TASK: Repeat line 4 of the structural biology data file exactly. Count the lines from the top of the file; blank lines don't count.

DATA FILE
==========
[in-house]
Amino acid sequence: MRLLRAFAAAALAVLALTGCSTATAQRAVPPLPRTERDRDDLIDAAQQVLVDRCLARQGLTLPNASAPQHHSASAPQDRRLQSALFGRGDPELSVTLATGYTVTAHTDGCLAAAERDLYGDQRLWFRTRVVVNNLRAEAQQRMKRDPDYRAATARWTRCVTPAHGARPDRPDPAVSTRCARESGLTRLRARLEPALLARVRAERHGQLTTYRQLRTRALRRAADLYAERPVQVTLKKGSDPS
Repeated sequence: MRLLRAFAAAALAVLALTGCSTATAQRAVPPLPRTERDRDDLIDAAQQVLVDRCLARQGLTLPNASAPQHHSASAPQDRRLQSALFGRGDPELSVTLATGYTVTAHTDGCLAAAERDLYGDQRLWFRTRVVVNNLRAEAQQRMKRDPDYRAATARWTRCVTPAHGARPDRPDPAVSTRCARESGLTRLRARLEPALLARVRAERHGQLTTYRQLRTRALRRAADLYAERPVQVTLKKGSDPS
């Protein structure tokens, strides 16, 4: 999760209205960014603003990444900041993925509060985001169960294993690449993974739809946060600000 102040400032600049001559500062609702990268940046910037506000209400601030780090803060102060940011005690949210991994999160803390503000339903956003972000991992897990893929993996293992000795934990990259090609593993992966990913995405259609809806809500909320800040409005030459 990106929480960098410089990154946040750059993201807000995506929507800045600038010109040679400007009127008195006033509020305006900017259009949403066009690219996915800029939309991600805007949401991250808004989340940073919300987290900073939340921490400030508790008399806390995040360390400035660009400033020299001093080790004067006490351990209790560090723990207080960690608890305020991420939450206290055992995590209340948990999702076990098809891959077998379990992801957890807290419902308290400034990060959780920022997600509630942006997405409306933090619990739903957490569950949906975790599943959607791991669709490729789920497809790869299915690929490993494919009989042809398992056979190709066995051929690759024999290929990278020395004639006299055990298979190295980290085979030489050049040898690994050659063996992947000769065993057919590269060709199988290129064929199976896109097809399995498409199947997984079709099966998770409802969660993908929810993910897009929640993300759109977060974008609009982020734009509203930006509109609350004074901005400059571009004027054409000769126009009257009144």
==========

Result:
């Protein structure tokens, strides 16, 4: 999760209205960014603003990444900041993925509060985001169960294993690449993974739809946060600000 102040400032600049001559500062609702990268940046910037506000209400601030780090803060102060940011005690949210991994999160803390503000339903956003972000991992897990893929993996293992000795934990990259090609593993992966990913995405259609809806809500909320800040409005030459 990106929480960098410089990154946040750059993201807000995506929507800045600038010109040679400007009127008195006033509020305006900017259009949403066009690219996915800029939309991600805007949401991250808004989340940073919300987290900073939340921490400030508790008399806390995040360390400035660009400033020299001093080790004067006490351990209790560090723990207080960690608890305020991420939450206290055992995590209340948990999702076990098809891959077998379990992801957890807290419902308290400034990060959780920022997600509630942006997405409306933090619990739903957490569950949906975790599943959607791991669709490729789920497809790869299915690929490993494919009989042809398992056979190709066995051929690759024999290929990278020395004639006299055990298979190295980290085979030489050049040898690994050659063996992947000769065993057919590269060709199988290129064929199976896109097809399995498409199947997984079709099966998770409802969660993908929810993910897009929640993300759109977060974008609009982020734009509203930006509109609350004074901005400059571009004027054409000769126009009257009144």